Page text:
While most are familiar with wearable fitness monitors, wearables in the medical field are taking off for further integrated home healthcare. New medical wearable garments file for FDA approval and patents daily, with the goal being safe, consistent, and effective patient care. In general, these wearables are developed with one function in mind. Some of these devices are used to monitor the wearers’ vitals, and provide services if the collected data indicates that there is a medical issue. These wearables are similar in nature to artificial and wearable organs, or machines that can replicate the functions of certain organs are increasing and moving rapidly forward in terms of both technology and integration.
An artificial organ is a biocompatible man-made device that is implanted into a human. This device interacts directly with the biological human form in order to resume functions lost when the organ failed or was removed. The aim of artificial organs is to improve the quality of life rather than live without that function (in most cases, use of an artificial organ is crucial to the survival of the user). Some examples include anything from internal organs – kidneys, bladders, pancreas – to artificial limbs designed for amputees. The most recent developments in the artificial organ sector has been in the implementation and research into a wearable artificial kidney (WAK) – further reading below.
Where an artificial limb is easier to transport, artificial organs can cause difficulty. There are often many parts that are directly integrated or surgically placed within the patient. Some of these implants have the ability to continue to work exclusively internally, while others will require parts on both the inside and outside of the body, in turn necessitating an entry point through which a connection can be established. Through the skin entry site could be a tube, a cord, or any piece necessary to power the devices. A battery pack and a control panel are both fairly common parts of an implanted device, which are both crucial to the continued function of the implant.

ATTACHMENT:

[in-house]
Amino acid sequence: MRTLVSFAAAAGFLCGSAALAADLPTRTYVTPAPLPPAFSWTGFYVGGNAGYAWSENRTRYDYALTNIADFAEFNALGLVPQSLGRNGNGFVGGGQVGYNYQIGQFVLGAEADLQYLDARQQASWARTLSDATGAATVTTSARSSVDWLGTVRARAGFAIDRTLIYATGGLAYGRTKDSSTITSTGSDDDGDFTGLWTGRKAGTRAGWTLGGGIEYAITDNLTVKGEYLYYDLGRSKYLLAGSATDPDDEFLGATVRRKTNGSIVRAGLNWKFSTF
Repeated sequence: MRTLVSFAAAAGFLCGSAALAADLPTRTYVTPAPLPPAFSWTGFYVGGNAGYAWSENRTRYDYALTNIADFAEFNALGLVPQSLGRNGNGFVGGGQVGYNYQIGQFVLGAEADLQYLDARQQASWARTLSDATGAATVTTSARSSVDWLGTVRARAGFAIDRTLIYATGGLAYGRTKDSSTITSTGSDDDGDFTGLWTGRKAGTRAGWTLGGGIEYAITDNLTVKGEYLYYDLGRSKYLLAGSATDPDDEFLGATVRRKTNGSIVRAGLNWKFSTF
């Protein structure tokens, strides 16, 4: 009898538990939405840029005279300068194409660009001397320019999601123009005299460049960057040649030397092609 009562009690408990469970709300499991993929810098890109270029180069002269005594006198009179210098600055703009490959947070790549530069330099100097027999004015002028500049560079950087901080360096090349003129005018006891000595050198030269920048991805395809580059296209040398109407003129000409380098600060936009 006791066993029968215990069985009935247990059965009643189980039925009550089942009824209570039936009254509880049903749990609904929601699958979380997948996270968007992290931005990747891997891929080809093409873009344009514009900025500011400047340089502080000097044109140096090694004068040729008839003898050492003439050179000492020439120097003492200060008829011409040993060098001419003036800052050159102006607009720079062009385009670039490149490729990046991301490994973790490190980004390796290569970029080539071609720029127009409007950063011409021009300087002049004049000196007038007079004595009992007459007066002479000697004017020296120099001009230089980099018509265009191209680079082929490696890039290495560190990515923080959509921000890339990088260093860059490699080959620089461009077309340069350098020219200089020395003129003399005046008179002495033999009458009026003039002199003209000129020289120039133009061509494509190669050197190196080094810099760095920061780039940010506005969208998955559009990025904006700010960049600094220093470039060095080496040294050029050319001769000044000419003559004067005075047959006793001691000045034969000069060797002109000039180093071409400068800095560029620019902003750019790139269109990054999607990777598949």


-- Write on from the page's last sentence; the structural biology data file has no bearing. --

This raises the question: how does one conveniently transport all elements of an implanted organ or medical device? In some cases, a wearable vest or holster may be ideal for the external electronic elements. With the utilization of a medical holster, the wearer doesn’t have to worry about carrying the electronics by hand, nor do they need to worry about any device elements getting enough distance to risk disconnection (and therein medical emergency). The electronic pieces can also be integrated into a vest as well if the device has multiple elements, or even a medical pouch that can safely be secured to the wearers everyday clothing. The possibilities of medical vests, holsters, and pouches (or any combination of the three) have the potential to not only improve the lifestyle of those living with an artificial wearable organ, but also to improve the confidence in both oneself as well as the technology.
Fieldtex is working with numerous companies to prototype and produce wearable device garments, each utilizing different technologies. We specialize in creating custom solutions, tailored to any device and design, to take full advantage of its technological capability while offering upmost comfort for the wearer. We have developed specialized straps, vests, and pouches that make medical devices easy to wear and non-invasive.
Do you have an idea for a Wearable or Artificial Organ solution? Learn more about our Custom Wearable Medical Device Garments here.
For further reading:
Follow the development process as the FDA moves to approve an artificial wearable kidney